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The `Turnout Twist' in Japanese Elections
Horiuchi, Yusaku

In the United States, as well as in most other democracies, national elections usually attract more votes than local elections. In Japan, they attract more votes in large municipalities but attract less votes in small municipalities. This paper attempts to explain such a puzzling turnout pattern, which is defined as the ``turnout twist''. The random-effect model estimation and the post-estimation simulation find that the most important variable explaining the turnout twist is the voting-age population per seat. The simulation analysis shows that if this variable did not have any significant effect, national elections would attract more votes than local elections in all municipalities. Since this variable itself and its effect on turnout are largely determined by the disproportional apportionment of seats in both national and local elections, the restrictive regulations to mobilizational activities, and the minimal roles played by political parties in mobilizing votes under the multimember constituency system, the paper concludes that the puzzling turnout twist observed in Japanese elections is a product of Japan's unique institutional arrangements.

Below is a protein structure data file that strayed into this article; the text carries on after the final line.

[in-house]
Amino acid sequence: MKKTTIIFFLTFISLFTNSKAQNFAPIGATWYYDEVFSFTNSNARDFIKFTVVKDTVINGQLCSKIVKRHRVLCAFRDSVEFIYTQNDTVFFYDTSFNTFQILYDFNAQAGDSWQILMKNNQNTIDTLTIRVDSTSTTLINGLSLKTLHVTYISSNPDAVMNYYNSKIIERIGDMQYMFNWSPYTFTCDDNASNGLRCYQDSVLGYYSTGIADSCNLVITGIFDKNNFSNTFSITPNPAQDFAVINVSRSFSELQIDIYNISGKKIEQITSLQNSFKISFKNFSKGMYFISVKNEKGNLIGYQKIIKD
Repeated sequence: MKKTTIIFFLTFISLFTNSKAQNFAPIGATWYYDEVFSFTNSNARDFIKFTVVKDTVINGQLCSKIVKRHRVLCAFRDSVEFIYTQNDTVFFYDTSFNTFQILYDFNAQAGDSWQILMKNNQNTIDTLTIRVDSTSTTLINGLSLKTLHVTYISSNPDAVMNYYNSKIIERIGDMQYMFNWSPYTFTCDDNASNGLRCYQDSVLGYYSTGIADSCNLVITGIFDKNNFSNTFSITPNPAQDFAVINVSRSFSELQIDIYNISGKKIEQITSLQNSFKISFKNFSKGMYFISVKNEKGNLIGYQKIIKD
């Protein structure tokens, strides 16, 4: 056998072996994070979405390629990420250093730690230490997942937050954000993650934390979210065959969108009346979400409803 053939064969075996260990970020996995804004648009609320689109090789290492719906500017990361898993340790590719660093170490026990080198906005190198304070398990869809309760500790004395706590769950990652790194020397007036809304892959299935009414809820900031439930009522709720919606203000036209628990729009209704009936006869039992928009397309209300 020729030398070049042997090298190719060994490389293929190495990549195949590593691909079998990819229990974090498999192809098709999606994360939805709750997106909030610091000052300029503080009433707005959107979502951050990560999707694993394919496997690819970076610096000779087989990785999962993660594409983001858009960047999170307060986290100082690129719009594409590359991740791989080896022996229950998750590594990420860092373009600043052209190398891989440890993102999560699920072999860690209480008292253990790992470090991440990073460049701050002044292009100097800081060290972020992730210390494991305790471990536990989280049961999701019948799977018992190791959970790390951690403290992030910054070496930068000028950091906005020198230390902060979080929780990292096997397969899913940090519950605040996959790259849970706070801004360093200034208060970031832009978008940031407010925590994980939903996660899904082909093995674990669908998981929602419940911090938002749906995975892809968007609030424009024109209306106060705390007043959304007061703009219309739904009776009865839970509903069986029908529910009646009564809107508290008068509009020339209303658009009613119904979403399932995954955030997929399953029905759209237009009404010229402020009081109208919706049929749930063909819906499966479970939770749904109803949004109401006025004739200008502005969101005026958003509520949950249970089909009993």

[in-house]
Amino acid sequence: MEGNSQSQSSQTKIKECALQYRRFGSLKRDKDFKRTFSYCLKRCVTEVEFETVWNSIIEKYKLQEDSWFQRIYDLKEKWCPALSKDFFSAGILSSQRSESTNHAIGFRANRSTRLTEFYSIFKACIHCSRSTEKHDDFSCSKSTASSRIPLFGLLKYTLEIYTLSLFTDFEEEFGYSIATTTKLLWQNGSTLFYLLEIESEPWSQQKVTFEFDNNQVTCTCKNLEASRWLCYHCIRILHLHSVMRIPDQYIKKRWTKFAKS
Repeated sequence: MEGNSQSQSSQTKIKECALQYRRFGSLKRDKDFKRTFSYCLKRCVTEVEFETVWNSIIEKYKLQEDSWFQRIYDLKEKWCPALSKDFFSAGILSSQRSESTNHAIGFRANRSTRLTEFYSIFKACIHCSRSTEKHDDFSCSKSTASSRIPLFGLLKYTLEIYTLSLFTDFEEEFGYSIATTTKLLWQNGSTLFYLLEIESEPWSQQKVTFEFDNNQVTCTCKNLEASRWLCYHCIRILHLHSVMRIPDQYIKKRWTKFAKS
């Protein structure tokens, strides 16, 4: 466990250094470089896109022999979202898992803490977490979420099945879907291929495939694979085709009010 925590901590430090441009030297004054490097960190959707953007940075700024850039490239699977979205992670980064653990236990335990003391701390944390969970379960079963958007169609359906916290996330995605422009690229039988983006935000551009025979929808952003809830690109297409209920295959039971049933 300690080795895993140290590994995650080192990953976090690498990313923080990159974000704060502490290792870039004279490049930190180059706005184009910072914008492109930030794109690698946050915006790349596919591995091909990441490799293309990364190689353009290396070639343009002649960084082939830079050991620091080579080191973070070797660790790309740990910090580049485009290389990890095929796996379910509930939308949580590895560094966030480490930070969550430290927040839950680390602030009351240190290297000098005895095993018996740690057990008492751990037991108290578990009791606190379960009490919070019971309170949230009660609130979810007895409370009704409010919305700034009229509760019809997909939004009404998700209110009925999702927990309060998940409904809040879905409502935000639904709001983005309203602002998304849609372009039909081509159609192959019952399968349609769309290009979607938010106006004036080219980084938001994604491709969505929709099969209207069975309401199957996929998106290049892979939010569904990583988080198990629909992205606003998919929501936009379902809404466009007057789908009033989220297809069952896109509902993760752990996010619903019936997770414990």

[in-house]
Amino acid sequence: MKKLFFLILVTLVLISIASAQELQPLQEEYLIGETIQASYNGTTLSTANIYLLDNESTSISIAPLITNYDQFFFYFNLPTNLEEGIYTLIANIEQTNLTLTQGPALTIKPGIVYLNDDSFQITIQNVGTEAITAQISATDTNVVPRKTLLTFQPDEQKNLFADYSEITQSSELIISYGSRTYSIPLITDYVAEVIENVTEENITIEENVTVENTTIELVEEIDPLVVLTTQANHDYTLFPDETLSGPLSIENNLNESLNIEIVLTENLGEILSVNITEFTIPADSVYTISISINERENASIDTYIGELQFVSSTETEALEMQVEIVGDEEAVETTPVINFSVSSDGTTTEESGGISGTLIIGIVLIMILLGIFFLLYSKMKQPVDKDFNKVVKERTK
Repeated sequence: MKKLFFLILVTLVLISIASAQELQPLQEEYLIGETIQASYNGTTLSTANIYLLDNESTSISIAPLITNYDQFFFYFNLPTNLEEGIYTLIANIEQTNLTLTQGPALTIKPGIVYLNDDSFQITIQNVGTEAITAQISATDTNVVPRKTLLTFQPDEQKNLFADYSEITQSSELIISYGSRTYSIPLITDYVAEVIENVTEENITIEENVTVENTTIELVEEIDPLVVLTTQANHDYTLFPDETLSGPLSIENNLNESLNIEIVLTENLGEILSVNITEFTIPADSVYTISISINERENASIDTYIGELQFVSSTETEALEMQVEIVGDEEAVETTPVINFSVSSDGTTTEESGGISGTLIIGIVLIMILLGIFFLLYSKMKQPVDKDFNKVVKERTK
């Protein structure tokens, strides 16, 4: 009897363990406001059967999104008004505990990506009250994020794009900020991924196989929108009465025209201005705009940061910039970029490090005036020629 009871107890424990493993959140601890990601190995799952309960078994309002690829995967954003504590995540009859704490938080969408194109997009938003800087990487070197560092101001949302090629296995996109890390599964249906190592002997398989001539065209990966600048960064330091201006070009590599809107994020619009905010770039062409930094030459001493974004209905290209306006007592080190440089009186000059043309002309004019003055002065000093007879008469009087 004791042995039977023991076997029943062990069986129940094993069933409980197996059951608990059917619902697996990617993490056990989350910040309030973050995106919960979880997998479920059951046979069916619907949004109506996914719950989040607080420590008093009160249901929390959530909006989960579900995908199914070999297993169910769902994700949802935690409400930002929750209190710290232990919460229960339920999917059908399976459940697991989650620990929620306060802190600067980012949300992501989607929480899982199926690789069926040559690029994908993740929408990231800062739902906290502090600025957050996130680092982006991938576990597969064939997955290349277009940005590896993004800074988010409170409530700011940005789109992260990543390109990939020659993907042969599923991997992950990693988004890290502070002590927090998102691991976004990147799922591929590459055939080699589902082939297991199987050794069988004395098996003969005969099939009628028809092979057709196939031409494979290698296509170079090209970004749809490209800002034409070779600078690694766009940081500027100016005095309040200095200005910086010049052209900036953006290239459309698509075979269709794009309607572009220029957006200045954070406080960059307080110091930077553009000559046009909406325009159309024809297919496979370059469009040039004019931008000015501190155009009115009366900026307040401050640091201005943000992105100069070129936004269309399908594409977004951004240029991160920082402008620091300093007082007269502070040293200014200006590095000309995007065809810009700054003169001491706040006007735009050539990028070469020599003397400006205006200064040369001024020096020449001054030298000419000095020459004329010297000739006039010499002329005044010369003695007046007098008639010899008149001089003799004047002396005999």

Japanese elections
local elections
multiple imputation
random-effect model
voter turnout

icnPdfMini horiu99.pdf


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